Here is how the story usually goes. You have been paying a vendor to provide product recommendations for your website. Someone from the technology team says that they can develop that technology internally. Their project will not only save money, but will be more innovative than the vendor. It’s a win-win!
The truth is simple product-to-product recommenders are conceptually easy to build. The collaborative filtering techniques like “people who viewed this also viewed these items” and “people who bought this also bought these items” are well known. Software, like Hadoop, and even the algorithms are available in open source. These basic techniques are even taught in school where students are given data sets and then asked to create predictions of the products that should be shown together. Your tech lead and developers are excited to work with Hadoop and other big data stuff. So, why not put together a small team and knock this project out in a sprint or two! Here are three simple reasons you should think twice about building your own recommender system.
Pitfall 1: True Development Cost –You should be able to get a project up and running in a couple months, right? Unfortunately, using open source technology and making the technology scale in a production environment are completely different problems. Just getting your hands on the data you will need to get started is a project. Resources you’ll need to ensure the project is a success – (1) a data scientist to understand the algorithms, (2) a data engineer and some developers to help implement the technology, and (3) some developers who specialize in performance, scalability and reliability. In one very public example of an in-house recommender system, the company had one data scientist and six developers on the project for two years before the project was ready to be launched. You can do the math.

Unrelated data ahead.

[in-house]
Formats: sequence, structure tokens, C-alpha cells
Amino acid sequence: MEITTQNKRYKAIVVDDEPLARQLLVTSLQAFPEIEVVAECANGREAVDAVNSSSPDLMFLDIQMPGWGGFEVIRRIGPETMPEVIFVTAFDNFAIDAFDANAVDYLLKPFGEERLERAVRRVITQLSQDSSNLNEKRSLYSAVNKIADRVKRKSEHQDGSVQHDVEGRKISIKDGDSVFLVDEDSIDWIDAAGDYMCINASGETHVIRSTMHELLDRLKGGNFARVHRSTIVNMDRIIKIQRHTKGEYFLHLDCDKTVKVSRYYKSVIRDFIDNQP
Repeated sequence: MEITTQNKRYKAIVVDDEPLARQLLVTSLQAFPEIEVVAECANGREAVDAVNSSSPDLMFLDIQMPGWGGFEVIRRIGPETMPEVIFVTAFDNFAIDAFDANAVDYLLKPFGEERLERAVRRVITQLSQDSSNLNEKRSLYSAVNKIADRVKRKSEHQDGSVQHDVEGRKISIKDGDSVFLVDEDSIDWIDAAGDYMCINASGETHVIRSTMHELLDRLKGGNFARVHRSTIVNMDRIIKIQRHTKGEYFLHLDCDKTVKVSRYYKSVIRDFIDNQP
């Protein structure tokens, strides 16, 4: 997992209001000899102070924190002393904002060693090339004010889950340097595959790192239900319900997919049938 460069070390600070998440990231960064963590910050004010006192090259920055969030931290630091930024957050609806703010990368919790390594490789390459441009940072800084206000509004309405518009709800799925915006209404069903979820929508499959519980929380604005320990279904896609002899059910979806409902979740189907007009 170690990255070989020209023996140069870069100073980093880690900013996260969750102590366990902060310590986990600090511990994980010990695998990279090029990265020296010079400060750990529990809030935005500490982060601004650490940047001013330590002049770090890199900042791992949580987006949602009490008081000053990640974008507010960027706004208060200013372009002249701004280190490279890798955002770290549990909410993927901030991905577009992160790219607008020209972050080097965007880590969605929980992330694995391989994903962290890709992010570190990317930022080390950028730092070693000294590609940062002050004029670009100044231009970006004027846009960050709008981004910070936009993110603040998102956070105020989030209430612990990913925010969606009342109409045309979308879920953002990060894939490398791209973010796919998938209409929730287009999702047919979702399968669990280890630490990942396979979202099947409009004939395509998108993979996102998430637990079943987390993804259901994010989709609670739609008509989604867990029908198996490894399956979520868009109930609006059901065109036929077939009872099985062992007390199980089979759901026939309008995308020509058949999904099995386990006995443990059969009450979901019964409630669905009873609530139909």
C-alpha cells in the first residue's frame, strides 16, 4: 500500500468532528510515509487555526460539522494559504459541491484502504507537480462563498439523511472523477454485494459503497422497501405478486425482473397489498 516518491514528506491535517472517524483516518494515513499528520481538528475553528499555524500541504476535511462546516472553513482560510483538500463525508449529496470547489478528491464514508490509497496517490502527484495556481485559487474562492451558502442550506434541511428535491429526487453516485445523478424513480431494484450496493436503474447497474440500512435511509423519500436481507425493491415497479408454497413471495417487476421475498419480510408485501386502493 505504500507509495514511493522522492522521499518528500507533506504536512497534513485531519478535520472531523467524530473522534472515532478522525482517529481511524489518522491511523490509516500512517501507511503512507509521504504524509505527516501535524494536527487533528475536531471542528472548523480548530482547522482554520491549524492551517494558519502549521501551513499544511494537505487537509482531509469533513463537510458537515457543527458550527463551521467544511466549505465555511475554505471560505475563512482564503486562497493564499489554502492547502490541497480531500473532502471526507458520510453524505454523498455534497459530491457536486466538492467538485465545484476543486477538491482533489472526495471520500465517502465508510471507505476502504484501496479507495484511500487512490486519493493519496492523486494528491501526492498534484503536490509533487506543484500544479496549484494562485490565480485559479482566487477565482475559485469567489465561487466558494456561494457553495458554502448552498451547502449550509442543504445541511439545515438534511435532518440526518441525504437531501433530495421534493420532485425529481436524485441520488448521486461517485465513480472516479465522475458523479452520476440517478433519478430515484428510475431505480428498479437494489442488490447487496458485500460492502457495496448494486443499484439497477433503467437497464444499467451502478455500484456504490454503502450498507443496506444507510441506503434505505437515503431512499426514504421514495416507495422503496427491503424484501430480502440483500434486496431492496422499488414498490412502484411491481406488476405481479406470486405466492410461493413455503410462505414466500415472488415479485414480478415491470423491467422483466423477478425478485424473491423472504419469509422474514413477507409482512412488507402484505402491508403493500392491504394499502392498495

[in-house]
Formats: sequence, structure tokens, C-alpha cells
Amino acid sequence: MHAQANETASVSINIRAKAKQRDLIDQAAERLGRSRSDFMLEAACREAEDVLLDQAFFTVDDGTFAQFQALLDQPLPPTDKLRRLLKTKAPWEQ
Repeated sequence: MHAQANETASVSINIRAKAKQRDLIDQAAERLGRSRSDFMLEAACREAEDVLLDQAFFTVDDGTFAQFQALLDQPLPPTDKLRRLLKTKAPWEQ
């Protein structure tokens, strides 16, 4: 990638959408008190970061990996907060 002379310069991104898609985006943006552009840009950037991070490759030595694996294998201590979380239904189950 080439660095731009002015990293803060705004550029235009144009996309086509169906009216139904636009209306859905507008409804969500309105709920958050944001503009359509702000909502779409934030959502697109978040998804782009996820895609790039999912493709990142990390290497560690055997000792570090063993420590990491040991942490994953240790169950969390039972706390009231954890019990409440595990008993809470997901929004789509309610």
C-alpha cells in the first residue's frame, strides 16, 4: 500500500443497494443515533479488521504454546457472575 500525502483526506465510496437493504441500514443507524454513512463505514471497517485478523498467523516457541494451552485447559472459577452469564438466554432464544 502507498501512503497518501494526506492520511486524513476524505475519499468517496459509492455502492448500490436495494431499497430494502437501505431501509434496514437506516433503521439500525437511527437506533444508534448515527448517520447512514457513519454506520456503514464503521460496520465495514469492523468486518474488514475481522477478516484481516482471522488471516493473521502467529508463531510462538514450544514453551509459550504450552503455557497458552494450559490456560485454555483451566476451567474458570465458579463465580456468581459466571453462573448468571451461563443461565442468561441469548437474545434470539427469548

Pitfall 2: Don’t Forget about Maintenance –The kinds of developers who want to work on the next cool project are not the same ones who you can task with product maintenance. So, the team that builds your new product recommender technology is going to move on to another project. Most likely, nobody is going to work on the recommender project –until it breaks. In one example that I know of, the business team had no idea who had originally developed the technology and no way to update it.
Pitfall 3 – It’s Old News – One key reasons for building in-house technology is to gain competitive advantage. Internally developed product recommenders are often billed as innovation initiatives. The reality is far from innovative. The project most retailers can develop is going to be based on five year old technology, using ten year old techniques. A project using algorithms that everyone else has access to will at best create parity and not advantage. Besides, the personalization engines available today have moved far beyond simple product recommenders to using massive volumes of customer data, real-time processing and advanced algorithms to create one-to-one personalized experiences at scale.
While building a recommender system might seem like a fun and innovative project, this is clearly one area where it still makes sense to partner. Personalization engines have the advantage of specialization and focus, multiple clients, more data, more resources to invest, and production systems to run on. When you look at the costs and benefits to developing an in-house recommender system, you can clearly see that you will likely spend considerable resources but you will not have bought any advantage. Instead, you will have wasted time and resources that you could have spent developing new products or competitive advantage in other areas.